Intersectionality and Law and Society

The term ‘intersectionality’ was first used and coined by Kimberlé Crenshaw in 1991 and it was used to describe “the various ways race and gender interact to shape the multiple dimensions of black women’s employment experiences” (Gopaldes, 2013).  The concept itself is referring to the role and interactions of social identity structures like race, gender, and class in life experiences. More specifically to do with privileged experiences and ones to do with oppression (Gopaldes, 2013). It looks at how different social structures play influence to ones life experiences. An example would be like comparing an poor African American family’s experience to and rich non-African American family. Different class, gender and race would result in different experiences.  The actual concept was developed much over the twentieth century by the social movement known as black feminism (Gopaldes, 2013). This arose when it was found that interests of black women in particular were not being represented. Women’s movements were led by white women and were focused on achieving equality with white men. African American men led African American movements, sometimes known as black movements, and they were pursuing equality with white men. At this point, the African American women were being left out by the Women’s Movement and the African American movement so they had to create their own social identity and fight to overcome the classism, sexism, and racism they faced (Gopaldes, 2013). By doing this, African American Women also realized that they were not the only ones who were suffering from being left out of these social movements. Asian immigrants were also being excluded from the various movements that were occurring during this time (Gopaldes, 2013).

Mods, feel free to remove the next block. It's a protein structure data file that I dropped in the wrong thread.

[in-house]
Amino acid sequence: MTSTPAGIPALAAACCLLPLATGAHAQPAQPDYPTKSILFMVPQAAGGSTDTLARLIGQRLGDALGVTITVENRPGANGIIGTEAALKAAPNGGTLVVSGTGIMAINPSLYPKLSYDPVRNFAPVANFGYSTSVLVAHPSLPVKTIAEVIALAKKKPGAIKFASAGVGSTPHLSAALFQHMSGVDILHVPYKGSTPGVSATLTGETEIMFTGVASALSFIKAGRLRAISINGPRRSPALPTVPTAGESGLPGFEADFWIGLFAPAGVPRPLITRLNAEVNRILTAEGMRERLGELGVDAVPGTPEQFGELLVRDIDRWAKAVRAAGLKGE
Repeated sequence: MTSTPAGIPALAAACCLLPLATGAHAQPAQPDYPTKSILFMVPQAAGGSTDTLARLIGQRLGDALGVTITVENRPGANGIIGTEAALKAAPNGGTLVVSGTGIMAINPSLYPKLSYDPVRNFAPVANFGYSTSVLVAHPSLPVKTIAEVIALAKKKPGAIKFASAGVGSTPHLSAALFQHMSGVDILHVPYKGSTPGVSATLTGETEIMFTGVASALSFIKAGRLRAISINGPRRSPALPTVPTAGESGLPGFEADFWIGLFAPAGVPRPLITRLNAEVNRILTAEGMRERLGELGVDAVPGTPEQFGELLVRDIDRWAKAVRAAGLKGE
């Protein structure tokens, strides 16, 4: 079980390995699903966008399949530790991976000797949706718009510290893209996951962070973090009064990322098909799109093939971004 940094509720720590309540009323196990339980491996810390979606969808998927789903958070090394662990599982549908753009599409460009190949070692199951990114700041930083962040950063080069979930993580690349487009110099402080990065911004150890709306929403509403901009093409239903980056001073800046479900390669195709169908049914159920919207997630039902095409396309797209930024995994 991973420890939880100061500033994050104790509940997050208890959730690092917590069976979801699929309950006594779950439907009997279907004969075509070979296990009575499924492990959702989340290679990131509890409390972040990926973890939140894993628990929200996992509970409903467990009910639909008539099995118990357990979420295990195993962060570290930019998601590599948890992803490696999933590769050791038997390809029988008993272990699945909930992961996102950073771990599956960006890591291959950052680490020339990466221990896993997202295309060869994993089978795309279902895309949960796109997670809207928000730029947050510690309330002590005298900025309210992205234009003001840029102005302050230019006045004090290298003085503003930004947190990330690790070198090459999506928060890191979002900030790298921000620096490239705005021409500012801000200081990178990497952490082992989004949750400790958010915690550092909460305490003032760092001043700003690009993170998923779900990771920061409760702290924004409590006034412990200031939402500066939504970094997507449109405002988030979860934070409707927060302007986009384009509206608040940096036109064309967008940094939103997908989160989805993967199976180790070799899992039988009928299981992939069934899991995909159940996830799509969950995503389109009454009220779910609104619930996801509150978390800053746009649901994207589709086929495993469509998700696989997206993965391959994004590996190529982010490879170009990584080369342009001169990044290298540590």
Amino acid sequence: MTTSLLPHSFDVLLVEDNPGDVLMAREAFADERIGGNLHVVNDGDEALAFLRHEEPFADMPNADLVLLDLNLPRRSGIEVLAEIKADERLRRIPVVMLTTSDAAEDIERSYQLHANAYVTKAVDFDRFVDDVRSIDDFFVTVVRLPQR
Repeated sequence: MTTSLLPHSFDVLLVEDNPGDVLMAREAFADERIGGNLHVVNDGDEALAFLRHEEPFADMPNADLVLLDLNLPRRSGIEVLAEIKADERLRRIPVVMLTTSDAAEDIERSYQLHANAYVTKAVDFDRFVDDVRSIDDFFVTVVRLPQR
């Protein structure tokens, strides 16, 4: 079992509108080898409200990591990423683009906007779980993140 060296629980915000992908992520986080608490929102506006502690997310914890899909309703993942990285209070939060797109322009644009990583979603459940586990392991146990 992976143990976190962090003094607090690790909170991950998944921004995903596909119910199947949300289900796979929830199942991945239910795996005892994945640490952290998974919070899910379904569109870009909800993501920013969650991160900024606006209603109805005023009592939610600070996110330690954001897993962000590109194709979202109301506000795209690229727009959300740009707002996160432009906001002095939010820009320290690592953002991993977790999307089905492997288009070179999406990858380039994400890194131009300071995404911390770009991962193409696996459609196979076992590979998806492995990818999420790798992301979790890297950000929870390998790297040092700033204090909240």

During this time of these movements, Critical Legal studies were emerging. Not referring to a single theory but a grouping and set of theories and ideologies that looks at different issues. Very similarily, intersectionality is different conceptualizations and theorizations of different ideologies and theories.  (Carl A. Grant, 2011).

The best phenomenon to illustrate intersectionality may be to look Parliament in Canada. In the 2011 Federal election, out of 308 total members, 76 women were elected into the House of Commons. This is a surprising statistic considering that women represent a little of half of the population in Canada. The first Women was elected into the House of Commons in 1921 whereas the first Aboriginal Woman was not elected into the House of Commons until 1988 (Parliament, 2013). The concept of intersectionality could be used here to see that although we, the academic society, have admitted to having a unrealistic representation of women in Parliament, we fail to recognize the other misrepresentations. Aboriginal women are not fairly represented. Intersectionality critically looks at different variations of racism, classism and sexism in regards to life experiences. Would it not be fair to conclude that we are failing to see the entire picture? We are failing to take into account all these various oppressions that people face; the key word being all. We tend to pick one and focus on that. Similar to the African American civil rights movements who didn’t have a place for African American Women; similar to the Women’s civil rights movement which didn’t have a place for African American Women; similar to the critique of the misrepresentation of women in Canadian Parliament where we don’t even recognize Aboriginal Peoples and Women.

Works Cited

Carl A. Grant, E. Z. (2011). Intersectionality and Student Outcomes: Sharpening the Struggle against Racism, Sexism, Classism, Ableism, Heterosexism, Nationalism, and Linguistic, Religious, and Geographical Discrimination in Teaching and Learning. Multicultural Perspectives , 13 (4), 181-188.

Gopaldes, A. (2013). Intersectionality 101. Journal of Public Policy & Marketing , 32, 90-94.

Parliament, L. o. (2013, May 14). Parliinfo. Retrieved Nov 18, 2013, from Parliament of Canada: http://www.parl.gc.ca/parlinfo/Lists/ParliamentarianAge.aspx?Menu=HOC-Bio&Chamber=03d93c58-f843-49b3-9653-84275c23f3fb

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One response to “Intersectionality and Law and Society

  1. You have selected an interesting example – and one that clearly demonstrates the presence of multiple and overlapping forms of marginalization and underrepresentation.

    Question: How does the evidently unbalanced composition of the federal Parliament relate to the field of law & society? What are the implications of the forms of intersectionality at work here?